The mind insists on
impossible things

When You Are Sure About Something, Think Again

By Judi Morress

 

Someone a few blocks from my house has a car very much like mine – same make, model, year and even color. I've noticed it several times over the years. I don't know if the owner has been in the grocery store at the same time as me, before yesterday, but yesterday was the first time I tried to get into his/her car.

 

Given that no matter how I try, I have a hard time remembering where I parked my car,

and this was the second time I was at the grocery that day (but that's another whole story, and I don't want to digress too much or I'll completely lose my train of thought) it was just a matter of time till I put myself at risk of arrest for Attempted Auto Theft.

Remember where I parked my car? Really? I can't even remember to take my cloth grocery bags into Kroger's with me, even though I keep them on the front passenger seat, right next to me.

 

Maybe if I put the straps around the gearshift, or the emergency brake – no, that might interfere with driving. Or, I know – I should put them on my lap when I get in the car! I already know that none of these ploys will work. I'd need to think to do this ahead of time, but I can't even think of it when it's right in front of me.

 

Where was I? Oh, yes, trying to open the trunk of somebody else's car, idly wondering why I hadn't rolled the windows down just a bit (it was a really hot day). I glanced down and saw the license plate... even then it didn't dawn on me. For a split second I thought, “Oh, no! Someone has switched my license plate!” Finally, it hit me. I glanced furtively around, fearing that the owner was bearing down on me - I pictured a big burly man with multiple tattoos, or a crabby old lady wielding an umbrella screaming “Stop, thief,” and dialing 911.

 

I tried to be cool, and casually stroll along, realizing that where I had parked my car was no longer retrievable from my rattled brain, and that I would be walking up and down the parking lot in the heat until I chanced upon it, which I finally did.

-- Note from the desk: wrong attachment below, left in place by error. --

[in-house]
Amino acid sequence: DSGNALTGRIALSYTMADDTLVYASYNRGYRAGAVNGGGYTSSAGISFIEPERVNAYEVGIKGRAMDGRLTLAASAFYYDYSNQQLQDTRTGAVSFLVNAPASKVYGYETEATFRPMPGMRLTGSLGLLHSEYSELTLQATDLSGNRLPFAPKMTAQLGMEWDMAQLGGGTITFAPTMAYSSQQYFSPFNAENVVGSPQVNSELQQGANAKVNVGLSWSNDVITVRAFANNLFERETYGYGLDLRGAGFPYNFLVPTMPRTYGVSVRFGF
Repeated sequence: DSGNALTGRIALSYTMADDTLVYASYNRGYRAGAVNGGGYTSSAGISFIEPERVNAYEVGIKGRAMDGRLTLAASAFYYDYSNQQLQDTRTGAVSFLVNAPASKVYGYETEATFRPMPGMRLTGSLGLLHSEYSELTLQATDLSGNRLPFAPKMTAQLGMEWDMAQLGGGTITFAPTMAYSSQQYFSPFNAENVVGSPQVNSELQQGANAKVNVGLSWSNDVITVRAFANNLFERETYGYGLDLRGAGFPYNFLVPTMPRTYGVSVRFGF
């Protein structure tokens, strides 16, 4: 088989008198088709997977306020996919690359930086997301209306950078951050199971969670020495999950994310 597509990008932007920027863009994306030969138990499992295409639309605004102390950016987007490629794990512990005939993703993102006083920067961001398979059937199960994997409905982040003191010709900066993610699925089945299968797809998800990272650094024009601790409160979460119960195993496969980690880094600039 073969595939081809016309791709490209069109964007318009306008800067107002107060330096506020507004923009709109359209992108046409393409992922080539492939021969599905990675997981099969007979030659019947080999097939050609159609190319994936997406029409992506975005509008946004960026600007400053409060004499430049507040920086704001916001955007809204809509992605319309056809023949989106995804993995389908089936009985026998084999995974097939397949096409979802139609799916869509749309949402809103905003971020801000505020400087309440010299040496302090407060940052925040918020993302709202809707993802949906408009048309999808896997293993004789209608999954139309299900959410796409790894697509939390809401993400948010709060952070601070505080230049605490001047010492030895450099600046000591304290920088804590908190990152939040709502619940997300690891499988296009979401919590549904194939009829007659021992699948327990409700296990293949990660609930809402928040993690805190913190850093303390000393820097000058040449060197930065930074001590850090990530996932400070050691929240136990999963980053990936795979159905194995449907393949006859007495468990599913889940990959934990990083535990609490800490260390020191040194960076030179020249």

This tendency to be so sure that we are right (or maybe it's just that we're easily fooled) must be universal, because I know I'm not the only one. Just a couple of examples...

Some years ago, my sister Pam was at her mother-in-law's funeral. Her brother-in-law Jerry had a car almost identical to hers. (Pam swears that during the visitation someone moved cars, but that's her illusion; I'm not going to argue with her). At any rate, there she was, trying to put her key in the door-lock, when she glanced in the window.

 

 Did she think, “Oh, this must be Jerry's car? “ Oh, no, she thought, “When did I get leather seats?”

 

My friend Betty's daughter Heidi is a Psychologist. When she was doing graduate work, Heidi had to learn how to administer IQ tests, and how to score them, so she practiced on Betty. When she finished, she sat down with Betty and solemnly said, “Mom, I'm so sorry, but you're slightly retarded.”

 

Betty just looked at her and said, “Maybe you should re-check your results.” Heidi did, of course, and was relieved that her mother was indeed above average. Betty still shakes her head over the thought that Heidi was more ready to believe that her mother was “slightly retarded” than that she herself could have made an error.

 

 I told Betty, “Oh, that's just how kids are – they're so sure they're right about

everything.” I don't know, I don't think we ever get over being sure we're right, until we're wrong.


 © Judi Morres. Used by kind permission.

Read another humorous essay by Judi Morress.